Sample of the talk that Scott Mandelbrote (History, Cambridge) gave on the 14th October
On 9 November, 1683, Robert Morison was knocked down by a coach in the Strand. He died the following day. At the time, Morison was both botanist to King Charles II and Professor of Botany in the University of Oxford, where he lectured regularly in the Botanic Garden. His appointment at Oxford derived from an approach that he had made to John Fell in 1669, and his activities there were always linked to efforts to publish his work as part of the revival of the University Press.
Morison issued a specimen of his herbal in 1672, with a plan of his system of classification based on seed types, and illustrated with full-page engravings. These were mostly paid for by Oxford luminaries and had been engraved on copper by David Loggan, whom Fell had hired to provide illustrations for the University Press. As work progressed in the 1670’s, Morison depended more and more on migrant engravers living in London. He also sought subscribers from the members of the Royal College of Physicians and the Society of Apothecaries, and, with strikingly little success, from the new Royal Society. Morison’s ideas about the growth and classification of plants were widely discussed: the diarist and keen horticulturalist John Evelyn, for example, wrote about Morison’s discovery of the propensity of London Rocket to germinate among the ruins caused by the Great Fire of 1666. Part two of Morison’s intended History of Plants (the first volume to be published) was fully subscribed as well as extensively illustrated when it appeared from the Oxford press in 1680.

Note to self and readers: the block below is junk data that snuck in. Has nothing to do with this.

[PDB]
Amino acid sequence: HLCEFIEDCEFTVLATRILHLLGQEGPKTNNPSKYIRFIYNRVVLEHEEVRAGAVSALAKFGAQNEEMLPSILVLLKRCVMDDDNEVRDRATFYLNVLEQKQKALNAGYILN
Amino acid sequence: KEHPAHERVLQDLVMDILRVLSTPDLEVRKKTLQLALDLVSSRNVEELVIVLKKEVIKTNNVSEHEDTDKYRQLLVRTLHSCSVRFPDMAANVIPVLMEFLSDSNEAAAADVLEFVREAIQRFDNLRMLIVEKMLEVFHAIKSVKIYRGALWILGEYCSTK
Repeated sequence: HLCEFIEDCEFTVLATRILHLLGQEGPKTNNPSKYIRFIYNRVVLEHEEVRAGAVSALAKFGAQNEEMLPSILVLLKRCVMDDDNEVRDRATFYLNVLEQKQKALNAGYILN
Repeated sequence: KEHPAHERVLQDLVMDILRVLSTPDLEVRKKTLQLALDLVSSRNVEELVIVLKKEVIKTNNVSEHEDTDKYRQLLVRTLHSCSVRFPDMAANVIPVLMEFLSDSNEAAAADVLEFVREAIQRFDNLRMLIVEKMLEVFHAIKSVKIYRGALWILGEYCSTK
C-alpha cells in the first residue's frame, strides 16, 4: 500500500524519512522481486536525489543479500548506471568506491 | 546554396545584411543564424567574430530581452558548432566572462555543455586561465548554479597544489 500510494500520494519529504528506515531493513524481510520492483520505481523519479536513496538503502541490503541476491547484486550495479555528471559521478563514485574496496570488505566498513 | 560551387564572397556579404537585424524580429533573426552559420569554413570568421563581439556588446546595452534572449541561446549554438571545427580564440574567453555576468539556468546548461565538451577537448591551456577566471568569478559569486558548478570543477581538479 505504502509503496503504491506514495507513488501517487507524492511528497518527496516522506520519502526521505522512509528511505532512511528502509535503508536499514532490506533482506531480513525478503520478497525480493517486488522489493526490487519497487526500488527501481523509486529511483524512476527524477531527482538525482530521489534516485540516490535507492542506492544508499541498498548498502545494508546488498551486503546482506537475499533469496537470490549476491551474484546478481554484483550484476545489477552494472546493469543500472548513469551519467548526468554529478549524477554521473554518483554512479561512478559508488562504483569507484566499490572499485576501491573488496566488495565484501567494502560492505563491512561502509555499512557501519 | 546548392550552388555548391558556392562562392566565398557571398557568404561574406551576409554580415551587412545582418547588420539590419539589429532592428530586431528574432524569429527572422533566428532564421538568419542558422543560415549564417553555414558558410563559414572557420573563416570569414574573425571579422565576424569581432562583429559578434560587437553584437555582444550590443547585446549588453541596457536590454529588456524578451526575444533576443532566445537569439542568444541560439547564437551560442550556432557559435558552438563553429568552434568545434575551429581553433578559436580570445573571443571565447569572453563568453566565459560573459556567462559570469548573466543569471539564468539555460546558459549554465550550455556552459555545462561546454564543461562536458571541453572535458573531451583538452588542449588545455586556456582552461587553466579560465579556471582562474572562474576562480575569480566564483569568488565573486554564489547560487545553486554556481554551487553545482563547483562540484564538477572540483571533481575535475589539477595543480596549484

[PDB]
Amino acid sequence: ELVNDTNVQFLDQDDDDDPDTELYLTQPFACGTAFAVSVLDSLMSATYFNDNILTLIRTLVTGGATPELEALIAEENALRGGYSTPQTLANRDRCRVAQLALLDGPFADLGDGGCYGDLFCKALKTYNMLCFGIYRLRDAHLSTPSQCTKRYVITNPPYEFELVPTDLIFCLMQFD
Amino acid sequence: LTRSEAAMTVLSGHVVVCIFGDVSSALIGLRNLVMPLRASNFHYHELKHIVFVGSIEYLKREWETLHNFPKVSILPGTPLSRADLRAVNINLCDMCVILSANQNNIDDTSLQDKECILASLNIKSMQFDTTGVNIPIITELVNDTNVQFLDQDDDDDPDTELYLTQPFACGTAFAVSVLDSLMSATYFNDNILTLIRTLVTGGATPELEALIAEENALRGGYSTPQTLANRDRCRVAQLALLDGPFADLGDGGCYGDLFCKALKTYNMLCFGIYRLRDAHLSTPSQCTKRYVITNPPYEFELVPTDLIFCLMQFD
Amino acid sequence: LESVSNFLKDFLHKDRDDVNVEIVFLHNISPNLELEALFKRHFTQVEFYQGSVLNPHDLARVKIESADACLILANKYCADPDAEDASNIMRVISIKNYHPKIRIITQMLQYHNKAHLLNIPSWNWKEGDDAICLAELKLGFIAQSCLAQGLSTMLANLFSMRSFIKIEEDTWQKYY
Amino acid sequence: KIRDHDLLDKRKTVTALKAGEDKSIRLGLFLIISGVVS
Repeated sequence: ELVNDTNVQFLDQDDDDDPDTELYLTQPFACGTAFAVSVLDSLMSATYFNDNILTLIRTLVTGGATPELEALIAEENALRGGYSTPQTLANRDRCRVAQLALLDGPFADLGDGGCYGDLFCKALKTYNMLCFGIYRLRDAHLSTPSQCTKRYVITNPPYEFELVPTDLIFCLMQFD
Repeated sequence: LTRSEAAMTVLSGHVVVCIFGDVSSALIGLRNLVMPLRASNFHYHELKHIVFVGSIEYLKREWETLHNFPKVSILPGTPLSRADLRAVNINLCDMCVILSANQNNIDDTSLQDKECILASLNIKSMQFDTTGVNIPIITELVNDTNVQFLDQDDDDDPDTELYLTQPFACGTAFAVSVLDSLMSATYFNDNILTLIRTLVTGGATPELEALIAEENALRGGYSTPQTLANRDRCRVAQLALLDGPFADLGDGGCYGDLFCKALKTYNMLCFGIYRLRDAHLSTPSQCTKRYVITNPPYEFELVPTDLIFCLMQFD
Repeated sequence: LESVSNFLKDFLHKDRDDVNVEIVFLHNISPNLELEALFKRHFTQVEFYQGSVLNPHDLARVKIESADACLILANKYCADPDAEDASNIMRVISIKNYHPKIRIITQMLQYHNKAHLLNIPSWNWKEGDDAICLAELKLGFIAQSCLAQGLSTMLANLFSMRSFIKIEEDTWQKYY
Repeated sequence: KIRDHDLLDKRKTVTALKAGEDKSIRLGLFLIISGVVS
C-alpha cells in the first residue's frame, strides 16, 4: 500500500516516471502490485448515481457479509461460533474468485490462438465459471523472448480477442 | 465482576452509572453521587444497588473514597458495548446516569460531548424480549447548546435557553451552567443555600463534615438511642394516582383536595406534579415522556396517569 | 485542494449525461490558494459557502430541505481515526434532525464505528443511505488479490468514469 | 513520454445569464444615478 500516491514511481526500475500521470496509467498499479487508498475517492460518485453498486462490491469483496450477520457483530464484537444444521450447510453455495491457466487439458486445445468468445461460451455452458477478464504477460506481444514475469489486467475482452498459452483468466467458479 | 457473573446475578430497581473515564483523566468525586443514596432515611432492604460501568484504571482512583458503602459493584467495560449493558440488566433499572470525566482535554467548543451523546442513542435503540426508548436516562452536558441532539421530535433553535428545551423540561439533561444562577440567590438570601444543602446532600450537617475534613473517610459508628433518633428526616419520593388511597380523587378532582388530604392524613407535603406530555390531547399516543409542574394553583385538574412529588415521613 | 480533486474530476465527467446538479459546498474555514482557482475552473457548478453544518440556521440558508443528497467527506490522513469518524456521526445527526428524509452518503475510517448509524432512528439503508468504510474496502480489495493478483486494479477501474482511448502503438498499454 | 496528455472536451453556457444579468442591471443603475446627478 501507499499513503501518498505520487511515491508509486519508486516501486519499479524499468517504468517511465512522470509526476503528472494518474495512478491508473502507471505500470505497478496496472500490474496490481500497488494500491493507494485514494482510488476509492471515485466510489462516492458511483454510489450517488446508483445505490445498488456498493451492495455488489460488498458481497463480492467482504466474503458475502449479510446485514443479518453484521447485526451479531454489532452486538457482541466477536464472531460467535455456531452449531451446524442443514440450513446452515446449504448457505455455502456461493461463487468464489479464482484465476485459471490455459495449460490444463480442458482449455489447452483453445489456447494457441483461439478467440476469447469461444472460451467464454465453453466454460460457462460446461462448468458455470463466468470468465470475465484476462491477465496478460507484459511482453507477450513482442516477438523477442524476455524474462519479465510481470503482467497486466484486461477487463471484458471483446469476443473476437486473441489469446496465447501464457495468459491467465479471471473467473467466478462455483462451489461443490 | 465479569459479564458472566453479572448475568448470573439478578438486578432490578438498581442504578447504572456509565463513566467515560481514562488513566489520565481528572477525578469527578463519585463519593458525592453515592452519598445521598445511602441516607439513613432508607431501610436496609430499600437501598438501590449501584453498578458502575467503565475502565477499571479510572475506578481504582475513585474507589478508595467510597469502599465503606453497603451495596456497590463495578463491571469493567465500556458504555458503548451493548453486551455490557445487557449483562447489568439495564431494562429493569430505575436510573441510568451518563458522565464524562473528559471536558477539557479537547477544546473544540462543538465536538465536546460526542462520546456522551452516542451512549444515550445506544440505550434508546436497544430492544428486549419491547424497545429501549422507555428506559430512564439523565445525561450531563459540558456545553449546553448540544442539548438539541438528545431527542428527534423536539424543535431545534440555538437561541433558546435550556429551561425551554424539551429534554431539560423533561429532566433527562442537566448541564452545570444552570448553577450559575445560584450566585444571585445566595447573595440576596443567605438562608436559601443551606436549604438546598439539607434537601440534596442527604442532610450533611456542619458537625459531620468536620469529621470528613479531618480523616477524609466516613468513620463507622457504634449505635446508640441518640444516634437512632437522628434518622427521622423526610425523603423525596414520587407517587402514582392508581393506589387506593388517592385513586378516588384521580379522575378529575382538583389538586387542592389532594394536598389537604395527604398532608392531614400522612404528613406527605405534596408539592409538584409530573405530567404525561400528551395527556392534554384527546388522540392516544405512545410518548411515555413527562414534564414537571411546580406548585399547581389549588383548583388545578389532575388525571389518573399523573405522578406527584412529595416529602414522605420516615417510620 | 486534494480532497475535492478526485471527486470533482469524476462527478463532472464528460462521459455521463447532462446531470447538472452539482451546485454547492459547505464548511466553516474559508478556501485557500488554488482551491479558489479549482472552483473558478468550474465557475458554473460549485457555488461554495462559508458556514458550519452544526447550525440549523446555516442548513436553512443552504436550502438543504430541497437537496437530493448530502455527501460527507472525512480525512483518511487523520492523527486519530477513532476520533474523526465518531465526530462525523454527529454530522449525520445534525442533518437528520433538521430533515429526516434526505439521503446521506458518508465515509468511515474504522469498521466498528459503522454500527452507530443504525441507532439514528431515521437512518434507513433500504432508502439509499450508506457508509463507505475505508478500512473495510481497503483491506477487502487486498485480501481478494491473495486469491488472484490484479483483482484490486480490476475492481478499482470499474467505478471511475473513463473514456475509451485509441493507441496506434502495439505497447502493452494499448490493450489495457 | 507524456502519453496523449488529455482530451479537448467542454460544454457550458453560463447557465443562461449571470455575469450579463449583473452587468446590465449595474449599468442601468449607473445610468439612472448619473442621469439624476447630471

Morison’s early death, however, posed a serious threat both to the future of his project and to the nascent University Press, whose financial investment in the herbal seems unlikely to pay off if the book remained incomplete. Fell therefore commissioned the younger Jacob Bobart, superintendent of the Botanic Garden, to edit Morison’s work. He also oversaw the activity of the University’s engraver, Michael Burghers, in finishing off the copper plates, many of which had already been begun by Morison’s London engravers. The process was not aided by Bobart’s inability to write in Latin (the language of Morison’s learned herbal), and was held up by the ongoing quarrels between the University Press and the London Stationer’s Company, which represented the book trade in the capital. In the end, many subscribers died before they received the third part of the herbal (the second and final volume published) in 1699. The first part, dealing with trees, was never printed and there is little sign that Morison had progressed far with its preparation by the time of his death.
Morison’s widow (‘that sharp Gentelwoman’, as Thomas Tanner called her) kept up a running battle with the University over liabilities arising from the herbal. Their quarrel remained unsettled for more than a decade and a half after her husbands death, and formed the background for the growing realization that the herbal represented a financial disaster for the University Press.
By Scott Mandelbrote